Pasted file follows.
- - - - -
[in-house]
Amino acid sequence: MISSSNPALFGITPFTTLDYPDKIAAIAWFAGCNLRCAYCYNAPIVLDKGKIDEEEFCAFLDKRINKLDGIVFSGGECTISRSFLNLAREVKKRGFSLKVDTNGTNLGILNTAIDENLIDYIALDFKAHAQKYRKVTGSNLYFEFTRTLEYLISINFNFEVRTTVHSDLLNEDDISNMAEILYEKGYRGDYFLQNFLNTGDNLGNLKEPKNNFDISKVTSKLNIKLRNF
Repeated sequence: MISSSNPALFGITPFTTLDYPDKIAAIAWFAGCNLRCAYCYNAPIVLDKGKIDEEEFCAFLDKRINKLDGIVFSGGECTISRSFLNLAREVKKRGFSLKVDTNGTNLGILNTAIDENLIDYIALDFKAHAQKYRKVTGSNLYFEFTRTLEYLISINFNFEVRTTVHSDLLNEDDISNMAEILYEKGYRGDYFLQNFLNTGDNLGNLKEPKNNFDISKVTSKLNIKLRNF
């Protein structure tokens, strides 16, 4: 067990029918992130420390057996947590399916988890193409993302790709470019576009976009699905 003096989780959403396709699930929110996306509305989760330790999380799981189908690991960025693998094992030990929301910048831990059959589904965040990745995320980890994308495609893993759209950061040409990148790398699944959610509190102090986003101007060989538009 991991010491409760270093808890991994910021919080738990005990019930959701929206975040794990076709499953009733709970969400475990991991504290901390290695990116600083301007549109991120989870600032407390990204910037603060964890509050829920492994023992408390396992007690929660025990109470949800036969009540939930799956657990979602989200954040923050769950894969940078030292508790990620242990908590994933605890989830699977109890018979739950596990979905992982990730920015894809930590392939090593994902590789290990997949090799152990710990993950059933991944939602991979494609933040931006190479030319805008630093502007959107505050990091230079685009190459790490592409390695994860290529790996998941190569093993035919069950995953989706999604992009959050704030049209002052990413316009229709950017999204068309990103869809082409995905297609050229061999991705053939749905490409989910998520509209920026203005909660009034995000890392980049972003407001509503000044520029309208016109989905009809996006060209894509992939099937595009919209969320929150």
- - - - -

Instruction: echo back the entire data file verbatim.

[in-house]
Amino acid sequence: MISSSNPALFGITPFTTLDYPDKIAAIAWFAGCNLRCAYCYNAPIVLDKGKIDEEEFCAFLDKRINKLDGIVFSGGECTISRSFLNLAREVKKRGFSLKVDTNGTNLGILNTAIDENLIDYIALDFKAHAQKYRKVTGSNLYFEFTRTLEYLISINFNFEVRTTVHSDLLNEDDISNMAEILYEKGYRGDYFLQNFLNTGDNLGNLKEPKNNFDISKVTSKLNIKLRNF
Repeated sequence: MISSSNPALFGITPFTTLDYPDKIAAIAWFAGCNLRCAYCYNAPIVLDKGKIDEEEFCAFLDKRINKLDGIVFSGGECTISRSFLNLAREVKKRGFSLKVDTNGTNLGILNTAIDENLIDYIALDFKAHAQKYRKVTGSNLYFEFTRTLEYLISINFNFEVRTTVHSDLLNEDDISNMAEILYEKGYRGDYFLQNFLNTGDNLGNLKEPKNNFDISKVTSKLNIKLRNF
């Protein structure tokens, strides 16, 4: 067990029918992130420390057996947590399916988890193409993302790709470019576009976009699905 003096989780959403396709699930929110996306509305989760330790999380799981189908690991960025693998094992030990929301910048831990059959589904965040990745995320980890994308495609893993759209950061040409990148790398699944959610509190102090986003101007060989538009 991991010491409760270093808890991994910021919080738990005990019930959701929206975040794990076709499953009733709970969400475990991991504290901390290695990116600083301007549109991120989870600032407390990204910037603060964890509050829920492994023992408390396992007690929660025990109470949800036969009540939930799956657990979602989200954040923050769950894969940078030292508790990620242990908590994933605890989830699977109890018979739950596990979905992982990730920015894809930590392939090593994902590789290990997949090799152990710990993950059933991944939602991979494609933040931006190479030319805008630093502007959107505050990091230079685009190459790490592409390695994860290529790996998941190569093993035919069950995953989706999604992009959050704030049209002052990413316009229709950017999204068309990103869809082409995905297609050229061999991705053939749905490409989910998520509209920026203005909660009034995000890392980049972003407001509503000044520029309208016109989905009809996006060209894509992939099937595009919209969320929150």